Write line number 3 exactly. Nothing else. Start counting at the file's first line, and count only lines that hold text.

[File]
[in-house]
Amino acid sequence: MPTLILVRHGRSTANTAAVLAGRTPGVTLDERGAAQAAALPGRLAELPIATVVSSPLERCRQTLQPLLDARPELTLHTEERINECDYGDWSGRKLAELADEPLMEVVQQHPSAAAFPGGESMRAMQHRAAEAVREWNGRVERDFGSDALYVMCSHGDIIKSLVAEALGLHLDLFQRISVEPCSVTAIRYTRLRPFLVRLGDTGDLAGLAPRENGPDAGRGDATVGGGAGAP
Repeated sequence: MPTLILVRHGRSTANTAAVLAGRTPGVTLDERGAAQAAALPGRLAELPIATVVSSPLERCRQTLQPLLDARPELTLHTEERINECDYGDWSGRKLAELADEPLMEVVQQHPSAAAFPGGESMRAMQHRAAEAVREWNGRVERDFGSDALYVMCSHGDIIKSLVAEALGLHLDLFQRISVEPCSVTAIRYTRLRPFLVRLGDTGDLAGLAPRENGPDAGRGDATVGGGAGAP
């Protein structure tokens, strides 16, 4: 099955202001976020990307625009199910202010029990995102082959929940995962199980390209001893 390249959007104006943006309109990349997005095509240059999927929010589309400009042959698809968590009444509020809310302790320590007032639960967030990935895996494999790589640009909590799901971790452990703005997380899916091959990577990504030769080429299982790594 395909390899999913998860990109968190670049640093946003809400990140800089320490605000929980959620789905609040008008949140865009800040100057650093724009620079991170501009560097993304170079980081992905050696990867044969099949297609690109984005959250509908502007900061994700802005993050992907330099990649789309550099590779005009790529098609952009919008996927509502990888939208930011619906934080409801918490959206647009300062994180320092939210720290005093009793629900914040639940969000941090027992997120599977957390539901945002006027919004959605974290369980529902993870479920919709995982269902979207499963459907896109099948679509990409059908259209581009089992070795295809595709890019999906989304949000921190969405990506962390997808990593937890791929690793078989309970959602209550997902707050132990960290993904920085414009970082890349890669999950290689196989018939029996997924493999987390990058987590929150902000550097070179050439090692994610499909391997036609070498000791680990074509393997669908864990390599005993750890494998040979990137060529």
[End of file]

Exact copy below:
Repeated sequence: MPTLILVRHGRSTANTAAVLAGRTPGVTLDERGAAQAAALPGRLAELPIATVVSSPLERCRQTLQPLLDARPELTLHTEERINECDYGDWSGRKLAELADEPLMEVVQQHPSAAAFPGGESMRAMQHRAAEAVREWNGRVERDFGSDALYVMCSHGDIIKSLVAEALGLHLDLFQRISVEPCSVTAIRYTRLRPFLVRLGDTGDLAGLAPRENGPDAGRGDATVGGGAGAP